Strivers, Like Their Parents
Whatever their achievements, the Lynch boys were products of their upbringing. The children of Irish immigrants, Sean P. Lynch and his brother Farrell P. Lynch were strivers like their parents.
"They never forgot where they were from," said their sister, Ellen Lynch. Growing up in a family of seven in a two- bedroom house ‹ "all the boys slept in the attic," she said ‹ they were a tight-knit group, and as adults with families, they often gathered in that same house, where their parents still live, for traditional Irish breakfasts.
The brothers both worked at Cantor Fitzgerald; Sean Lynch was an interest rate options broker and Farrell Lynch, who had worked there long enough to be around for the 1993 bombing, was a partner.
Farrell Lynch lived on Long Island with his wife, Eileen, and daughters Katie, 13, Meghan, 11, and Annie, 7. The couple met as sophomores in high school, and they were looking forward to their 15th anniversary this month. Farrell Lynch also looked forward to a day when he could retire and coach high school basketball, said his wife. "He wanted to get into coaching one day ‹ that was his dream. Simple, but that's what he wanted," she said.
Sean Lynch, 36, lived in Morristown, N.J., with his wife, Lori, and daughters Mary, 3, and Grace, 17 months. "He was a very thoughtful person," said his wife. "He was already saying to Mary, 'Be kind to your sister; always treat people well.' "
Profile published in THE NEW YORK TIMES on November 24, 2001.
Sean Patrick Lynch, Stockbroker made time for family and fun
Devotion to family, getting a good education and staying active in sports were the hallmarks of the life of Sean Patrick Lynch.
Though he left for his job at the World Trade Center in New York at 5 a.m. each day, he made sure he'd be back home in Morris Township at 6:15 p.m. on the dot most evenings to be with his wife and two young daughters, Mary and Grace.
In his spare time, the 36-year-old interest rate options broker at Cantor Fitzgerald Securities played golf and basketball, skied, swam and followed the Knicks, Mets and Jets. A 1987 graduate of Cornell University with an MBA from New York University, he also loved reading.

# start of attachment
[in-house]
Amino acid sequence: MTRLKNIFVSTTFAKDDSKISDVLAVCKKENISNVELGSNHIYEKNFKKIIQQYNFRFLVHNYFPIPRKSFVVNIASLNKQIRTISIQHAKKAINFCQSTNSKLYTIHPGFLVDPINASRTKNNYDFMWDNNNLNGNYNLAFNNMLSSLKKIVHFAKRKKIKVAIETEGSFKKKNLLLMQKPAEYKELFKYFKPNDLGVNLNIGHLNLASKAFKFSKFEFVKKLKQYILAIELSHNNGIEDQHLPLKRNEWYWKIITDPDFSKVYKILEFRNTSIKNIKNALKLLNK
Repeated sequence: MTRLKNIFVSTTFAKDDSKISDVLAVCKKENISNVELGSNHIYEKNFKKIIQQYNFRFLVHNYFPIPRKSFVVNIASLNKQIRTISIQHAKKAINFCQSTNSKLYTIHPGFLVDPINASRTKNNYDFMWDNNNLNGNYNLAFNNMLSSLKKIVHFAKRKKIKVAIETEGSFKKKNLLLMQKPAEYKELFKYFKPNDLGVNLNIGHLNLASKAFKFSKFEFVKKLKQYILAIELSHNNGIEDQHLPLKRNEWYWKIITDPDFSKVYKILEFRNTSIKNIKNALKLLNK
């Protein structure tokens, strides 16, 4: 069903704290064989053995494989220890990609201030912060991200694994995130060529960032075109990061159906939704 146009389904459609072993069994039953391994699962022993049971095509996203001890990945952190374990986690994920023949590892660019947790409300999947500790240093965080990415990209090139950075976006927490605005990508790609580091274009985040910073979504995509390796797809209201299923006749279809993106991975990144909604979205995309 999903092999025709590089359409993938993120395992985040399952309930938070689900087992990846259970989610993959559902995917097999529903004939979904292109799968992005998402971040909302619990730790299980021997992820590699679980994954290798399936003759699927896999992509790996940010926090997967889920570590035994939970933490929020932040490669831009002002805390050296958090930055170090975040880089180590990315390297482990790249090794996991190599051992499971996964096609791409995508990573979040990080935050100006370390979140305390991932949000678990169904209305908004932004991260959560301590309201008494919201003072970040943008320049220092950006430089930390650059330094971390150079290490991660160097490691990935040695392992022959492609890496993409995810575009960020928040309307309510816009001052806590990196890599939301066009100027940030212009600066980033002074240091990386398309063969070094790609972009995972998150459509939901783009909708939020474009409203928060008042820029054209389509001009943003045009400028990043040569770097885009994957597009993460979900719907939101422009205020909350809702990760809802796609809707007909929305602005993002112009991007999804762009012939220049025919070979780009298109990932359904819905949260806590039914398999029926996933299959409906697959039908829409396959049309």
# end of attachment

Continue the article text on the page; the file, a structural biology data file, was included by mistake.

"He read everything," said his wife, Lori Lynch. "Forbes, Barron's, Sports Illustrated, Tom Clancy, anything by Warren Buffett, biographies of U.S. presidents. You name it, he loved to read it."
Mr. Lynch was working on the 105th floor of One World Trade Center when a hijacked plane hit the building Sept. 11. Also working for Cantor Fitzgerald on the same floor was Mr. Lynch's older brother, Farrell Lynch of Centerport, N.Y., who also is missing.
Farrell, the oldest of four Lynch brothers, was a Cantor Fitzgerald partner assigned to the collateralized mortgage obligation desk. Like Sean, he was an athlete, playing for Nazareth College in Rochester, N.Y., that made it to the Division III national basketball tournament one year. He, too, later took up golf. Married and the father of three girls, Farrell Lynch coached CYO basketball and soccer.
Lori Lynch said it was purely coincidental the brothers came to be employed at the same time in the same place. But it wasn't coincidental they had good jobs. Their parents, immigrants from Ireland, worked long hours to make certain their five children could be educated in private schools and be successful.
Mr. Lynch grew up in a two-bedroom house in Merrick, N.Y., sharing a converted attic with his three brothers.
The year after graduating from Cornell, he took a broker's position in Jersey City with Prebon Yamane, an international money firm. Also a broker, Lori Lynch sat next to him there and was attracted to his Irish wit, depth of character and sense of family. They married in 1996. Mr. Lynch joined Cantor Fitzgerald in 1998.
Mr. Lynch never expressed any fears about working in the upper reaches of the World Trade Center, site of a terrorist bombing in 1993. But his wife said he had begun voicing reservations about rarely getting outside during the day.
"He'd just mentioned to me the week before that all he ever saw at work were clouds, never any grass," said Lori Lynch, who's expecting their third child in November. "He couldn't walk down the stairs to get some air because that would have taken 20 minutes."
To Greg Kaufman, a resident of Princeton and a financial consultant with Merrill Lynch in Short Hills, Mr. Lynch's most endearing characteristic was his infectious laugh. The two were members of the Phi Delta Theta fraternity at Cornell and remained close.
"Even if what he was laughing at wasn't that funny, you'd want to laugh with Sean," said Kaufman. "He was very popular."
Mr. Lynch also made it a practice to stay in touch with old friends, sometimes disguising his voice to keep them guessing about his identity until he could spring his surprise, Kaufman added.
In addition to his wife and daughters, Mr. Lynch is survived by his parents, Farrell and Rosetta Lynch of Merrick; two brothers, Brian of Bellmore, N.Y., and Kieran of Wilton, Conn.; and a sister, Ellen Lynch Miszkiewicz of Summit.
A memorial Mass is scheduled for 1 p.m. Friday at the Church of the Assumption in Morristown, where Mr. Lynch was a communicant.
Profile by Guy Sterling published in THE STAR-LEDGER.